BP: In fact Swami explains this through a beautiful example of the snake guard and the stone. He says the snake guard if left alone grows crooked. That is what its nature is. The gardener however circumvents that by tying a heavy stone at its one end so that as the snake guard becomes longer, it grows straight. Similarly, Swami says the mind of the youth has the tendency to go wayward and crooked, thanks to the so-called modernisation and all its evils. For instance, the other day, I was shocked to hear on BBC about this young boy who committed suicide because of cyber bullying. In fact that was the first time I even heard the term ‘cyber-bullying’.
GSS: Oh my God!
BP: It’s really sad that bullying continues even after school hours and has spread its ugly tentacles into the cyber space as well. The boy must have been so harassed! Now why did this happen? The guys who were bullying the kid had a false sense of right and wrong. Their adventurous spirit and creativity was all misdirected.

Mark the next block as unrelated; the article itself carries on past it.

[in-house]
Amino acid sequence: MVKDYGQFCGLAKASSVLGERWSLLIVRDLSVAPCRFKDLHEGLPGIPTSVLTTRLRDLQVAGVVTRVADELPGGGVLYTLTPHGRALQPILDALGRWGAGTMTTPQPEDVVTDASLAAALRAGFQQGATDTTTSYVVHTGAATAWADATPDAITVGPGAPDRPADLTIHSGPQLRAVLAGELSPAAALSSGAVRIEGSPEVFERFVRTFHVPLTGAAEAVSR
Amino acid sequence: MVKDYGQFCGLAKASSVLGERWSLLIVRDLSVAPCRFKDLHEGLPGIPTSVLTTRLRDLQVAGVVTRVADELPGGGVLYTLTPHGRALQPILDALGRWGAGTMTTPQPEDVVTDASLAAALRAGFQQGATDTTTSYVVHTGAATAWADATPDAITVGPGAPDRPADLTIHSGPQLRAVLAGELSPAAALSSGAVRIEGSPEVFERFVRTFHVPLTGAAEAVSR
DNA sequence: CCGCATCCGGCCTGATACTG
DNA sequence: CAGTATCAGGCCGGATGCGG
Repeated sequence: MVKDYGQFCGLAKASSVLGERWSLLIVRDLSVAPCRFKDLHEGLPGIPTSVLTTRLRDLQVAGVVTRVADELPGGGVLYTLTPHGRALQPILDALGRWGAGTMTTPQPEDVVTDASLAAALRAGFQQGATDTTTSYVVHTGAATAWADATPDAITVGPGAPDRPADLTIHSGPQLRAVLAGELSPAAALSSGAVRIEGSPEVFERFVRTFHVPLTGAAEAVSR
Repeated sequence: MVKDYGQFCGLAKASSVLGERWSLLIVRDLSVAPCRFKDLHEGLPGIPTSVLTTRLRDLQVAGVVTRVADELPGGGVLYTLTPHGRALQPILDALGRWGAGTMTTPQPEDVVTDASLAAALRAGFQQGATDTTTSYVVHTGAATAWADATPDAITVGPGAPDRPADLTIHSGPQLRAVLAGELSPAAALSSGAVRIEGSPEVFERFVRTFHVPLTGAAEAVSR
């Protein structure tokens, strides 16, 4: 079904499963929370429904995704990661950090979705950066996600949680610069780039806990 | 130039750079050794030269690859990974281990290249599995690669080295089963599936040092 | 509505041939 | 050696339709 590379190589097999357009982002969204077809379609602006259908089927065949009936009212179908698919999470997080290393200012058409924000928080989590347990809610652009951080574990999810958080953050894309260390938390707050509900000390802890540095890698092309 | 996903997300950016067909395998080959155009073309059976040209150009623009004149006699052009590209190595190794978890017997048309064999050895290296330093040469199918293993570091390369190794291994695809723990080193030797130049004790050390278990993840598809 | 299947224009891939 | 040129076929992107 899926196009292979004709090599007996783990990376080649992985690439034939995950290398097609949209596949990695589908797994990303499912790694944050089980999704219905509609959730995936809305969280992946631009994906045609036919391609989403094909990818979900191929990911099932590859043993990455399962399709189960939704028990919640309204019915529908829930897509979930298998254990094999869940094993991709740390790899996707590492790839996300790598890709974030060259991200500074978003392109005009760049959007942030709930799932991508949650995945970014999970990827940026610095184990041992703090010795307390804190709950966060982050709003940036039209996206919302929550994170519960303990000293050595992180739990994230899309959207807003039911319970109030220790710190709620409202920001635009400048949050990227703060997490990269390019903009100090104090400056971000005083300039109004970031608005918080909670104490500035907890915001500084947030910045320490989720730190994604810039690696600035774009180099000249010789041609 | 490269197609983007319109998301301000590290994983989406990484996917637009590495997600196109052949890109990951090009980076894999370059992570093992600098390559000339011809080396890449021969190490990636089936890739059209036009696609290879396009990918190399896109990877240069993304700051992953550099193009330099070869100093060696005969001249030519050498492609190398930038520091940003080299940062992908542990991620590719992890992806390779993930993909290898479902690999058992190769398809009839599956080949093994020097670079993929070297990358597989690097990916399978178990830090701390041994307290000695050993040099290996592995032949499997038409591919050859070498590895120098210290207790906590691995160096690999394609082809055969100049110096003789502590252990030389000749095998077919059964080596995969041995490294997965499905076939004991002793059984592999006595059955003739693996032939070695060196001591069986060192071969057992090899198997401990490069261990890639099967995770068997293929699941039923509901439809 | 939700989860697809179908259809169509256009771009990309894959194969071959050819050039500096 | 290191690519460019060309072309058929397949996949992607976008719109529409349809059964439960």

GSS: So basically Bishu, what you are saying is they should tie the stone of Namasmarana at a young age.
BP: Correct. Namasmarana, Love for God, discipline – we have all these stones.
GSS: Bishu, I agree; but that is really tough. At least that is what we hear from most people. I am sure even the snake guard must be finding it very difficult to have the stone being tied to it, is it not?
BP: Yes. But that is what makes a huge difference.